Apart from the copper mining of the 20th century, the mainstay of the survey area's economy from the Medieval to Modern periods was agriculture, dominated by cereals, goats and sheep, vines and to a lesser extent olives. During the Medieval period in Cyprus there was usually a large surplus of wheat and barley which was exported to Venice, but according to European travellers the Ottoman period suffered a major drop in production.
The pottery distribution for the Medieval to Modern periods as a whole in the northeastern corner of the survey area shows one clear density peak at Politiko Ayios Mnason (SIA 6) and another smaller one to the north (SCY209 - Episkopio Kallinikos). The first is due to the monastery of Ayios Mnason and perhaps dumping on the outskirts of the village of Politiko; the second may be some sort of farmstead.

Of great interest is the spread of low-density pottery between and north of these peaks. With a characteristic Pottery Index of 500-1000, this is most likely the result of intensive manuring in the fields nearest the village. From documentary and oral evidence we know that the most valuable fields were the sokhorafa, the 'infields' nearest the village which could be manured most easily. The survey data suggest that this was indeed being done. Interestingly, this low-density 'carpet' of pottery does not extend to the next transect 1 km to the west, but is limited to a 1-1.5 km halo round the main villages. Such a pattern stands in striking contrast to the Roman period, when the low levels of pottery extended much more widely, interrupted by small rural estates; apparently the most intensive land use in the Medieval to Modern periods was restricted to the areas around the settlements. Pottery distribution data shows similar patterns for other parts of the survey area.


Although the settlement pattern during the Medieval to Modern periods clearly consists mainly of nucleated villages, intensive archaeological survey has demonstrated some of the complexities and changes within this system. Village lists from the 16th century, historical maps from the 16th and 17th centuries, and archaeological survey all indicate that during the Medieval period settlements were smaller but more numerous. Mavrovounos (SIA 4) is a good example, appearing in Venetian village lists and maps, and according to our pottery analysis abandoned probably in the 17th century. In general the 17th century shows a population decline and a consolidation into fewer villages.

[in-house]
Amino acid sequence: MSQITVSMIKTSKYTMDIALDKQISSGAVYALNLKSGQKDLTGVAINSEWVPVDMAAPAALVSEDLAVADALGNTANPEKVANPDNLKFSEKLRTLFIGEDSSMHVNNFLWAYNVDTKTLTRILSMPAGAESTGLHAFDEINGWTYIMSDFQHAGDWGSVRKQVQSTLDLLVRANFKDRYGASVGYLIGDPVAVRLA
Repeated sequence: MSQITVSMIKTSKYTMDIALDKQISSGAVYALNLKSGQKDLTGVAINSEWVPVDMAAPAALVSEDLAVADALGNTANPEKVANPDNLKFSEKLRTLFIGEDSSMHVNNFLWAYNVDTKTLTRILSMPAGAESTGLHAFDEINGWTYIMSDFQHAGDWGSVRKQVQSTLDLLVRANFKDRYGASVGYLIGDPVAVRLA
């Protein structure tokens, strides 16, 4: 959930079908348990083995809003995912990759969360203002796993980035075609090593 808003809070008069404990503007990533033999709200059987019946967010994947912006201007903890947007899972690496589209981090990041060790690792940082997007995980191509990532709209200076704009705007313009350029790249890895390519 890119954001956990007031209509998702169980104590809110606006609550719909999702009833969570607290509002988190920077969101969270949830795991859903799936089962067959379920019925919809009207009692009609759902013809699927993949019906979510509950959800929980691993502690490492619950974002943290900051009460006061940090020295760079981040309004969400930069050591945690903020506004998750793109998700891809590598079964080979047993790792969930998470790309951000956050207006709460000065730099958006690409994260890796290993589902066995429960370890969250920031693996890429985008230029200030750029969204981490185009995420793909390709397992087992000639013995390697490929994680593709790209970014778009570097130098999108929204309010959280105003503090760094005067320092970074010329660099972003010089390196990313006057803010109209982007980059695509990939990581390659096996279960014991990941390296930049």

The locations of the Medieval to Modern villages in the SCSP area and its vicinity are of considerable interest. In areas of reasonable arable land they are characteristically 2 km apart; in rougher land they are typically 4 km apart. Viewshed analysis, moreover, shows that each village tends to lie in a bowl of hills with its arable land round it and a ridge dividing it from the next. None of the villages in the survey area are intervisible, and apart from mountain tops and ridgelines there are very few spots where two villages are visible simultaneously. The abandoned settlements of Mavrovounos and Ayios Mamas fill the same conditions; this is a pattern clearly going back to the Medieval period. The landscape, then, is divided into territories comprising what can be seen from the village; these viewsheds correspond remarkably closely with the modern administrative boundaries of the villages, which derive from the colonial and Ottoman periods.